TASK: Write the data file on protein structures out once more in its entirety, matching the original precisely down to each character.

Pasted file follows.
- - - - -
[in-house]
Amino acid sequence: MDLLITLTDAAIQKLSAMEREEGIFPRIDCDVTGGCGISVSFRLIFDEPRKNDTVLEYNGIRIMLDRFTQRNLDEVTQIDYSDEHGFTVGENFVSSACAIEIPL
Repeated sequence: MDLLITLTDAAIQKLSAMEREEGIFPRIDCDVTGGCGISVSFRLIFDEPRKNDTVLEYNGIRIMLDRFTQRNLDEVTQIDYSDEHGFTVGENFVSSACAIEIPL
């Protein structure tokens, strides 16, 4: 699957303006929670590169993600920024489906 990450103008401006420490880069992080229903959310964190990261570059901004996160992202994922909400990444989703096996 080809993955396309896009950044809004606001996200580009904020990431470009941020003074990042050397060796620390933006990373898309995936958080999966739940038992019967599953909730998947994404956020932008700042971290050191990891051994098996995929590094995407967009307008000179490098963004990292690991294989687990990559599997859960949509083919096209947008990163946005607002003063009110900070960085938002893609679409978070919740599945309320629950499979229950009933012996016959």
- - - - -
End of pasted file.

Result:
[in-house]
Amino acid sequence: MDLLITLTDAAIQKLSAMEREEGIFPRIDCDVTGGCGISVSFRLIFDEPRKNDTVLEYNGIRIMLDRFTQRNLDEVTQIDYSDEHGFTVGENFVSSACAIEIPL
Repeated sequence: MDLLITLTDAAIQKLSAMEREEGIFPRIDCDVTGGCGISVSFRLIFDEPRKNDTVLEYNGIRIMLDRFTQRNLDEVTQIDYSDEHGFTVGENFVSSACAIEIPL
């Protein structure tokens, strides 16, 4: 699957303006929670590169993600920024489906 990450103008401006420490880069992080229903959310964190990261570059901004996160992202994922909400990444989703096996 080809993955396309896009950044809004606001996200580009904020990431470009941020003074990042050397060796620390933006990373898309995936958080999966739940038992019967599953909730998947994404956020932008700042971290050191990891051994098996995929590094995407967009307008000179490098963004990292690991294989687990990559599997859960949509083919096209947008990163946005607002003063009110900070960085938002893609679409978070919740599945309320629950499979229950009933012996016959």